Now I could chain the original observation with a new observable(s) created out of async method(s) as suggested by Jamie Mutton in his gist.

The extension method to convert async method to an observable is simply ToObservable().

this.ChannelDataService.ActivateChannelSubject
    .Where(t => t != null)
    .Select(_ => Observable.Defer(() => ProcessChannelDataAsync().ToObservable()))
    .Concat()
    .Select(processedData => Observable.Defer(() => this.RenderChannelDataAsync(processedData).ToObservable()))
    .Concat()
    .Subscribe(_ =>
    {
        System.Diagnostics.Debug.WriteLine($"Active channel changed");
    });

this.ChannelDataService.ChannelDataSubject
    .Where(t => t != null)
    .Select(_ => Observable.Defer(() => ProcessChannelDataAsync().ToObservable()))
    .Concat()
    .Select(processedData => Observable.Defer(() => this.RenderChannelDataAsync(processedData).ToObservable()))
    .Concat()
    .Subscribe(processedData =>
    {
        System.Diagnostics.Debug.WriteLine($"Channel data updated");
    });

Performance isn’t much significantly different from earlier but the code is now more reactive than before. The subscription as I was told is as light as can be and there is little room for side-effects

Happy coding.

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Reactive Extensions with #uwpdev Part 3

The way I understood Rx, it was designed to do away with how we (developers) handle events.

A ListView control provides a few ways of handling how developers deal with user interaction. You can have ItemClick and disable Item Selection. You could have Item Selection with ability to select more than one Item.
My personal favourite is to allow ItemClick and to bind a Command property in ListViewExtensions in UWP Toolkit.

There are times when you really need to handle the event in code behind – I know purists would have a day here but say you had a video previews running in a list view. You don’t want all of them running all the time – you want to ensure that only those rendered on screen are running the video.
How would one do that ?

The usual route would be to find the ScrollViewer in the ListView control and hook into the ViewChanged event.
Every time ViewChanged event is raised, OnScrollViewerViewChanged method will be called.

By every time I mean every time.. could be maybe times every second. You then start have to add hacks like lastChecked time and if Time Elapsed is greater than 100ms etc etc.

private void WireUpListViewScroll(ListView listView)
{
    if (listView == null)
    {
        return;
    }

    if (scrollViewer != null)
    {
        scrollViewer.ViewChanged -= OnScrollViewerViewChanged;
    }

    var scrollViewer = listView.FindDescendant<ScrollViewer>();

    if (scrollViewer == null)
    {
        return;
    }

    scrollViewer.ViewChanged += OnScrollViewerViewChanged;
    
    ProcessChannelUserControls(listView, true);
}

private void OnScrollViewerViewChanged(object sender, ScrollViewerViewChangedEventArgs e)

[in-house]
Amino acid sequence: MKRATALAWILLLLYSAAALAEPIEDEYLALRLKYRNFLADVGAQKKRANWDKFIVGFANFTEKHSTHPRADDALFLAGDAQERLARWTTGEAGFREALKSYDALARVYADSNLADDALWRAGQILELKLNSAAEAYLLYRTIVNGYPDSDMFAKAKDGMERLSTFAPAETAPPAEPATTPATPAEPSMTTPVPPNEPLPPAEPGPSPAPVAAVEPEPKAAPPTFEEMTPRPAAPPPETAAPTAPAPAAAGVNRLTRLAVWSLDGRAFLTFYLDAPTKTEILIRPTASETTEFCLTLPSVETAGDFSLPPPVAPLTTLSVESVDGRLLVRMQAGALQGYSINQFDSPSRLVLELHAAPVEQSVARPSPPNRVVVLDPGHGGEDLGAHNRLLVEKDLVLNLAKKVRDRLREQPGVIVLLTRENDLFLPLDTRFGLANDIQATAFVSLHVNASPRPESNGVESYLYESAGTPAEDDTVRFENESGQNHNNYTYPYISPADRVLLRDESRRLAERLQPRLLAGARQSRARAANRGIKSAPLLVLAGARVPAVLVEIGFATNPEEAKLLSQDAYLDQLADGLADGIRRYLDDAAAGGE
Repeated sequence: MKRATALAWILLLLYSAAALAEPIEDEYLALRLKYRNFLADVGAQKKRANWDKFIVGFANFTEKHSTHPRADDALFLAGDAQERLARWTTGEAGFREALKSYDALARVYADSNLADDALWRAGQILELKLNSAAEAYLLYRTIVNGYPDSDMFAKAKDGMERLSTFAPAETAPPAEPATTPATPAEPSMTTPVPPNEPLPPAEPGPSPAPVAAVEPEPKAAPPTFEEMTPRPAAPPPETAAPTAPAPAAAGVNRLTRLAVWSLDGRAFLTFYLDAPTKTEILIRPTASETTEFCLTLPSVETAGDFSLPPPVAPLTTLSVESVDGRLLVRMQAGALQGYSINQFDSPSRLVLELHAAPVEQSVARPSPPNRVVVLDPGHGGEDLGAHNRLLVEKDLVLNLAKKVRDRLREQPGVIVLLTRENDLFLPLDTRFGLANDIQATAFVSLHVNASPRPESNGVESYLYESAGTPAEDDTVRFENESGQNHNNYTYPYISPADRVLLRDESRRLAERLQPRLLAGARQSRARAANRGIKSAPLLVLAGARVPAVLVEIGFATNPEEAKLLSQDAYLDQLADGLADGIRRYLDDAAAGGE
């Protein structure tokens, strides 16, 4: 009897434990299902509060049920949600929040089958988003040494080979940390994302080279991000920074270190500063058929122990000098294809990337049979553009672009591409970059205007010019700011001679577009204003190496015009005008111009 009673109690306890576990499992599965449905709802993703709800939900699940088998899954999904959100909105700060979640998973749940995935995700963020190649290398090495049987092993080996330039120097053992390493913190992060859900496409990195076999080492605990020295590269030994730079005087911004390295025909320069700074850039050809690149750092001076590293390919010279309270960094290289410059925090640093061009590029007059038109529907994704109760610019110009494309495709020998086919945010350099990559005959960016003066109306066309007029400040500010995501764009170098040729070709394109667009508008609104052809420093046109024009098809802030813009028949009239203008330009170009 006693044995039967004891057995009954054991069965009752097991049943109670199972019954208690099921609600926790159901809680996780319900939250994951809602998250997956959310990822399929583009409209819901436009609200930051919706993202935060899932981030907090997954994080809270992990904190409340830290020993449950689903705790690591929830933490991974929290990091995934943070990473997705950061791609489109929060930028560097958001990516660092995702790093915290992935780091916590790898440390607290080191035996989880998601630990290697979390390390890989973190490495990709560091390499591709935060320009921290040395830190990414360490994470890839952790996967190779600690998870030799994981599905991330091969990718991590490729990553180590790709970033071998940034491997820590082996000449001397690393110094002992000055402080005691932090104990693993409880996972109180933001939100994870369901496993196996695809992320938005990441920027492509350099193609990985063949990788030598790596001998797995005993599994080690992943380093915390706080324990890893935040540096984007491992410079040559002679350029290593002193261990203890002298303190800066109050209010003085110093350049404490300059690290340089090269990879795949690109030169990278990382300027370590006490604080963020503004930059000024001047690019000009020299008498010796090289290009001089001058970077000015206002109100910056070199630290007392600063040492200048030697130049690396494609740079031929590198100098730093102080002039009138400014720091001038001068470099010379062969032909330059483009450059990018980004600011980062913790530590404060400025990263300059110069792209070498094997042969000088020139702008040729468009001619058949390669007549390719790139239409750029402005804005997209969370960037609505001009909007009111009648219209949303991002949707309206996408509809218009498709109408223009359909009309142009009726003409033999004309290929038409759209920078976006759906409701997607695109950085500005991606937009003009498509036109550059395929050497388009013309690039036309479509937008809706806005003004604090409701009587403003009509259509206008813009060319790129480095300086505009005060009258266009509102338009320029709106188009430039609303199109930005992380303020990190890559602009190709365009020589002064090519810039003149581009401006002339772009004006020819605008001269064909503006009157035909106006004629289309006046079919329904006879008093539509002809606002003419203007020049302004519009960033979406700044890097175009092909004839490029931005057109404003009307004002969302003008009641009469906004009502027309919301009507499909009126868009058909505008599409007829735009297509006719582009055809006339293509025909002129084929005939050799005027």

{
    this.ProcessChannelUserControls(listView);
}

So lets look up what Reactive extensions has for us. For starters, Observable.FromEventPattern allows you to create an observable from event and to subscribe to it. No need to unsubscribe from event handers etc.. just dispose the subscription.

Notice I also use Throttle with a TimeSpan.. I don’t want too many hits – once every 0.35 seconds seemed sufficiently responsive for my use and what’s what I used. the scrollViewerSub I use is a SerialDisposable – every time I add a new subscription, it disposes the old one.

private void WireUpListViewScroll(ListView listView)
{
    if (listView == null)
    {
        return;
    }

    var scrollViewer = listView.FindDescendant<ScrollViewer>();

    if (scrollViewer == null)
    {
        return;
    }

    this.scrollViewerSub.Disposable = Observable.FromEventPattern(scrollViewer, "ViewChanged")
        .Throttle(TimeSpan.FromSeconds(0.35))
        .ObserveOn(CoreDispatcherScheduler.Current)
        .SubscribeOn(TaskPoolScheduler.Default)
        .Subscribe(x =>
        {
            this.ProcessChannelUserControls(listView);
        });

    ProcessChannelUserControls(listView, true);
}

Now that the ViewChanged logic is in place, let’s look at the rest of the code for toggling video previews.

private async void ProcessChannelUserControls(ListView listview, bool initial = false)
{
    try
    {
        var isp = listview.ItemsPanelRoot as ItemsStackPanel;

        if (isp == null)
        {
            return;
        }

        await ToggleAnimatedPreviews(listview, isp, initial);
    }
    catch { }
}

private async Task ToggleAnimatedPreviews(ListView listView, ItemsStackPanel isp, bool initial)
{
    var firstGroupPos = isp.FirstVisibleIndex;
    var lastGroupPos = isp.LastVisibleIndex;

    if (firstGroupPos == -1 && lastGroupPos == -1)
    {
        firstGroupPos = 0;
        lastGroupPos = 0;
    }

    if (initial)
    {
        DependencyObject obj = null;
        while (true)
        {
            obj = listView.ContainerFromIndex(0);

            if (obj != null)
            {
                break;
            }

            await Task.Delay(100);
        }
    }

    for (int i = 0; i < listView.Items.Count; i++)
    {
        var container = listView.ContainerFromIndex(i);

        var vp = container?.FindDescendant<AnimatedPreviewPlayerUC>();

        if (i >= firstGroupPos && i <= lastGroupPos)
        {
            vp?.Play();
        }
        else
        {
            vp?.Pause();
        }
    }
}

These are some of the places I have used Reactive Extensions whilst doing #uwpdev with MVVM. I am still learning.